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Industrial Market Job Losses Continue with Midwest Feeling the Most Pain

July 9, 2020
Michigan's industrial market has been particularly hard hit.

While the opening of several large Michigan auto plants in mid-May was welcome news, the overall U.S. industrial market continues to see new job losses because of the COVID-19 crisis. It’s a worrisome trend that impacts hundreds of distributors, manufacturers and independent reps across the nation because the industrial market accounts for an estimated 32% of all sales through electrical distributors, according to data from Electrical Wholesaling. That’s easily over $30 billion in electrical products when you consider all of the MRO, OEM and factory automation applications for industrial products.

As you can see in the Tableau map below, the Industrial Midwest has been hit particularly hard. Local market in Illinois, Indiana, Michigan, Ohio and Wisconsin lost tens of thousands of jobs over the past year, according to the latest employment data available from the U.S. Bureau of Labor Statistics (BLS) through May. Despite the fact that assembly lines are rolling at major auto plants, Michigan is currently seeing the biggest impact.

While the state’s largest auto manufacturers started production at several facilities after BLS’ May industrial employment data was published, the decline remains severe. Through May, industrial employment was down -18.7% YOY for the state of Michigan, a full 10 points worse than the national decline in this key economic segment, which stood at -8.6% in May and improved to -5.8% in June. Overall unemployment claims in Michigan have been rising, and for the week ending June 27, Michigan logged 18,688 new initial claims, the highest in the nation.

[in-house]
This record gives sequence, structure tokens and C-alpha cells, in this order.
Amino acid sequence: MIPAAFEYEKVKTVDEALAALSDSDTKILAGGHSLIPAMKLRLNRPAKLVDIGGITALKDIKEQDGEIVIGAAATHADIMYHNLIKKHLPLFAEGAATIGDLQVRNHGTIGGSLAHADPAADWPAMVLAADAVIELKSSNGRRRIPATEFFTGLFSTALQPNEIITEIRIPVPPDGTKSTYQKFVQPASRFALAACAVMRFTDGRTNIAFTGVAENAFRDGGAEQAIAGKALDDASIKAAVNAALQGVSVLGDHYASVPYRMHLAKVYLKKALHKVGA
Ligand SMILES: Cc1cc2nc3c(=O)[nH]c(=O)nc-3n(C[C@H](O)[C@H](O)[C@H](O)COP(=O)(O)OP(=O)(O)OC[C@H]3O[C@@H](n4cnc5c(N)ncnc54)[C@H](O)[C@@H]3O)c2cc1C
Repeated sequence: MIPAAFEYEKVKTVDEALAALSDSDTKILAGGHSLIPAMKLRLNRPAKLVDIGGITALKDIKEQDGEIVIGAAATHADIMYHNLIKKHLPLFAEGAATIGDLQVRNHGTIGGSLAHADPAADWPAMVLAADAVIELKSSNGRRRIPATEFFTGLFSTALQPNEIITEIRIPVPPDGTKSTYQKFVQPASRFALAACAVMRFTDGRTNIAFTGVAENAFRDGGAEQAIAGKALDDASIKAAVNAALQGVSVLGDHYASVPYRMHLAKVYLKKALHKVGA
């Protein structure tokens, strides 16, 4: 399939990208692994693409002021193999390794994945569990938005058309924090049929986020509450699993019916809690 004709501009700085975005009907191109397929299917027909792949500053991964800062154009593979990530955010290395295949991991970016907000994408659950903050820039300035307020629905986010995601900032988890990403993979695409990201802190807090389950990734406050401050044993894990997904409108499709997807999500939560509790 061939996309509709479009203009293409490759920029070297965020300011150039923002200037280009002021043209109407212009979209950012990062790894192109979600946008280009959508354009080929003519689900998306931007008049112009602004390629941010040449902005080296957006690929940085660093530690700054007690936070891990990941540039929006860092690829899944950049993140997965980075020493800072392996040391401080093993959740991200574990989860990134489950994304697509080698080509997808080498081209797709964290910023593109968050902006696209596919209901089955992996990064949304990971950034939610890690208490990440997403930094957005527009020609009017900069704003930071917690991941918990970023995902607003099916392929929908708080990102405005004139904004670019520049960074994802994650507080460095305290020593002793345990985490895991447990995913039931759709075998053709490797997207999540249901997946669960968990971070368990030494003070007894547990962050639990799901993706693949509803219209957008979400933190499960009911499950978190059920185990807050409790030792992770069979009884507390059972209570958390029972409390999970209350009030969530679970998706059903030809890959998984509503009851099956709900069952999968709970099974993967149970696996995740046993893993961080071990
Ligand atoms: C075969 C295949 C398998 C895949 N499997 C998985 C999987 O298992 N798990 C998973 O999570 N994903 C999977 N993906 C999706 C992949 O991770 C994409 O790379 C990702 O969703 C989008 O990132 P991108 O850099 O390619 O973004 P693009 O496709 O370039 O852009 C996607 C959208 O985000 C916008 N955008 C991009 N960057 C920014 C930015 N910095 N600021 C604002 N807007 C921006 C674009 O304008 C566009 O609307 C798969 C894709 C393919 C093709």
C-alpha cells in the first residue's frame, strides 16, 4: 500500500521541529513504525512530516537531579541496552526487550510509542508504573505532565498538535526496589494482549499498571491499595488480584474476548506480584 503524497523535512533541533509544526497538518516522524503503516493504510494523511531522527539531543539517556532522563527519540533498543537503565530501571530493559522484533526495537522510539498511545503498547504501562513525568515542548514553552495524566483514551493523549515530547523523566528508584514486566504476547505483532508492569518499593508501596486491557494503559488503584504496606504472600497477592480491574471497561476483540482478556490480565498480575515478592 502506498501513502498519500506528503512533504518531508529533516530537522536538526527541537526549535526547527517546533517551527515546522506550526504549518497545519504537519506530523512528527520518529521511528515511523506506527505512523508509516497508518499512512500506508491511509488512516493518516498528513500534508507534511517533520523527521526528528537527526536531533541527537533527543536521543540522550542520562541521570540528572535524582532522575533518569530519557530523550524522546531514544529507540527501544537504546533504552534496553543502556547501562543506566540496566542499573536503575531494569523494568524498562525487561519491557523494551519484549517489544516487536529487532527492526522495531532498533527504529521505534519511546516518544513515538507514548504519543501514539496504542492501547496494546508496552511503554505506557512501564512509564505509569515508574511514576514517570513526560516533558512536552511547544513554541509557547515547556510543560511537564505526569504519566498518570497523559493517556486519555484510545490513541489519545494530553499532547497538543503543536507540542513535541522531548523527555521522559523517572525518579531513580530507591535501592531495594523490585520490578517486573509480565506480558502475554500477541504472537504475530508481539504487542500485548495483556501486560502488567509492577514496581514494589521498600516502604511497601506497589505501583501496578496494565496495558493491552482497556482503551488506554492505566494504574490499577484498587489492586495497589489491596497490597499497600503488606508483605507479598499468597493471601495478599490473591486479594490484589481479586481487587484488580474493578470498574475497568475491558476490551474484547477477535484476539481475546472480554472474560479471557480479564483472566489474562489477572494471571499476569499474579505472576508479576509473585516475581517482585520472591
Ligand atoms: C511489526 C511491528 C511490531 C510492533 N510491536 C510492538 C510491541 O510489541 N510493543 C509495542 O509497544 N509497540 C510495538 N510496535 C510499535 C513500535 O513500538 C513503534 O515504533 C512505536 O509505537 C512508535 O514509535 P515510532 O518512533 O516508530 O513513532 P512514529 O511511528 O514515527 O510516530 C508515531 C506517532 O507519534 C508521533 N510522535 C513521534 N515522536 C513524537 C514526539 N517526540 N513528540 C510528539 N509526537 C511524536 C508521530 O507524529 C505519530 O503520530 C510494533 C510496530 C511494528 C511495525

Several metropolitan statistical areas (MSAs) are suffering with employment declines of more than -20% — Flint at 32.5%, Bay City at -31.9% and Detroit-Warren-Livonia at -24.3%. The real numbers sound even worse than these percentages. The state of Michigan lost 117,467 manufacturing jobs since May of last year, and the Detroit-Warren-Dearborn MSA alone is down over 56,000 jobs. Another hard-hit metro in Michigan is Warren-Troy-Farmington Hills, which is off 32,800 jobs.

While the economic pain in the industrial market would appear to be most severe in the industrial Midwest, Los Angeles-Long Beach-Anaheim (down 43,000 job since May 2019) and New York-Newark-Jersey City (down 39,300 jobs) have also taken major hits.

Few large industrial projects are breaking ground during the COVID-19 crisis, according to EM research. Value of New Construction data from the U.S. Commerce Dept. showed that in May, the construction of new manufacturing facilities dropped -4.1% from April to $71 billion and is down -10.8% year-over-year.

One large project that made the news was the $950-million SDI Steel Complex in Sinton, TX. According to a report at www.caller.com, the facility being built by Steel Dynamics will eventually create 600 jobs and produce 3 million tons of steel annually in its flat roll steel mill near Corpus Christi, TX. On a smaller scale, Cabot Corp. recently announced plans to invest in a $90 million expansion of a carbon black plant for the tire and rubber industry in Ville Platte, LA, according to a post at www.theadvocate.com, and Charlotte Pipe and Foundry plans to build a $325-million production facility in Oakboro, NC., according to the Stanly News & Press.